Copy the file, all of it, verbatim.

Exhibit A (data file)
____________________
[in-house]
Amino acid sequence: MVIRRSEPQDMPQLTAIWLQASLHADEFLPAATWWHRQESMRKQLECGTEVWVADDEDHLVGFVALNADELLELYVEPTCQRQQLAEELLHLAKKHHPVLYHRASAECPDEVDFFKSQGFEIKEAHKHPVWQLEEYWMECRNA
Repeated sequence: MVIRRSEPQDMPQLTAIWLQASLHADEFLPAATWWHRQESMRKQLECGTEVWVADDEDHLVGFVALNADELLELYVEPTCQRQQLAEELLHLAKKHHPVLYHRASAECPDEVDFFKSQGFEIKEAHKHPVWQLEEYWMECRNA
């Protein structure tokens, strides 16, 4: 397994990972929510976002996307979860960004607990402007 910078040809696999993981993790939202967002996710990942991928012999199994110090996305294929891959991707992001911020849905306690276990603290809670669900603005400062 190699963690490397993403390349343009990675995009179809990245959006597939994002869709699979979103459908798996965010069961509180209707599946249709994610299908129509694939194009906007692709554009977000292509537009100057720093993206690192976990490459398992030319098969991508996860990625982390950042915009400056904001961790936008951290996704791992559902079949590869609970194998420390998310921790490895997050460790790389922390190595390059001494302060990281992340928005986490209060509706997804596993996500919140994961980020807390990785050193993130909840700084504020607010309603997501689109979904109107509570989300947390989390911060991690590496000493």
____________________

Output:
[in-house]
Amino acid sequence: MVIRRSEPQDMPQLTAIWLQASLHADEFLPAATWWHRQESMRKQLECGTEVWVADDEDHLVGFVALNADELLELYVEPTCQRQQLAEELLHLAKKHHPVLYHRASAECPDEVDFFKSQGFEIKEAHKHPVWQLEEYWMECRNA
Repeated sequence: MVIRRSEPQDMPQLTAIWLQASLHADEFLPAATWWHRQESMRKQLECGTEVWVADDEDHLVGFVALNADELLELYVEPTCQRQQLAEELLHLAKKHHPVLYHRASAECPDEVDFFKSQGFEIKEAHKHPVWQLEEYWMECRNA
């Protein structure tokens, strides 16, 4: 397994990972929510976002996307979860960004607990402007 910078040809696999993981993790939202967002996710990942991928012999199994110090996305294929891959991707992001911020849905306690276990603290809670669900603005400062 190699963690490397993403390349343009990675995009179809990245959006597939994002869709699979979103459908798996965010069961509180209707599946249709994610299908129509694939194009906007692709554009977000292509537009100057720093993206690192976990490459398992030319098969991508996860990625982390950042915009400056904001961790936008951290996704791992559902079949590869609970194998420390998310921790490895997050460790790389922390190595390059001494302060990281992340928005986490209060509706997804596993996500919140994961980020807390990785050193993130909840700084504020607010309603997501689109979904109107509570989300947390989390911060991690590496000493």